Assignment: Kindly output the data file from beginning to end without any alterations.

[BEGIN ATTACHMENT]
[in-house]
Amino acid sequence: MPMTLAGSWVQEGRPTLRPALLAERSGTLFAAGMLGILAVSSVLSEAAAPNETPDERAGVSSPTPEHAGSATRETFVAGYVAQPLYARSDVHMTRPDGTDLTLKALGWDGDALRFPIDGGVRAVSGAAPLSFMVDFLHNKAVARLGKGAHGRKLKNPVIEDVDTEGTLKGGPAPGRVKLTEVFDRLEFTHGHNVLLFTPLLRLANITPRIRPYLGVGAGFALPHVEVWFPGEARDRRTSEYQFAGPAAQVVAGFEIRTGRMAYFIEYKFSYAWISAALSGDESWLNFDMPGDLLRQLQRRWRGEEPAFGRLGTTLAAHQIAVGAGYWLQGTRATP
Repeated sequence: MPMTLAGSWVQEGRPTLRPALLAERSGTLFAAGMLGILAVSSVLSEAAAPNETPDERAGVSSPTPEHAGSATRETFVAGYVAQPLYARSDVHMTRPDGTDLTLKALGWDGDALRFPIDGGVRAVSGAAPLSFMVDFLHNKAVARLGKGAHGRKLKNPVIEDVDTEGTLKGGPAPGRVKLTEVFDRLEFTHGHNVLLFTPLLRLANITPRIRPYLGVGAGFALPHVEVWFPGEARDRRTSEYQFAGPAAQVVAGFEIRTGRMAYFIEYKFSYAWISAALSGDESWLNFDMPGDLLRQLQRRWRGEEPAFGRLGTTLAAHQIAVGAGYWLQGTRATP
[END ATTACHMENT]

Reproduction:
[in-house]
Amino acid sequence: MPMTLAGSWVQEGRPTLRPALLAERSGTLFAAGMLGILAVSSVLSEAAAPNETPDERAGVSSPTPEHAGSATRETFVAGYVAQPLYARSDVHMTRPDGTDLTLKALGWDGDALRFPIDGGVRAVSGAAPLSFMVDFLHNKAVARLGKGAHGRKLKNPVIEDVDTEGTLKGGPAPGRVKLTEVFDRLEFTHGHNVLLFTPLLRLANITPRIRPYLGVGAGFALPHVEVWFPGEARDRRTSEYQFAGPAAQVVAGFEIRTGRMAYFIEYKFSYAWISAALSGDESWLNFDMPGDLLRQLQRRWRGEEPAFGRLGTTLAAHQIAVGAGYWLQGTRATP
Repeated sequence: MPMTLAGSWVQEGRPTLRPALLAERSGTLFAAGMLGILAVSSVLSEAAAPNETPDERAGVSSPTPEHAGSATRETFVAGYVAQPLYARSDVHMTRPDGTDLTLKALGWDGDALRFPIDGGVRAVSGAAPLSFMVDFLHNKAVARLGKGAHGRKLKNPVIEDVDTEGTLKGGPAPGRVKLTEVFDRLEFTHGHNVLLFTPLLRLANITPRIRPYLGVGAGFALPHVEVWFPGEARDRRTSEYQFAGPAAQVVAGFEIRTGRMAYFIEYKFSYAWISAALSGDESWLNFDMPGDLLRQLQRRWRGEEPAFGRLGTTLAAHQIAVGAGYWLQGTRATP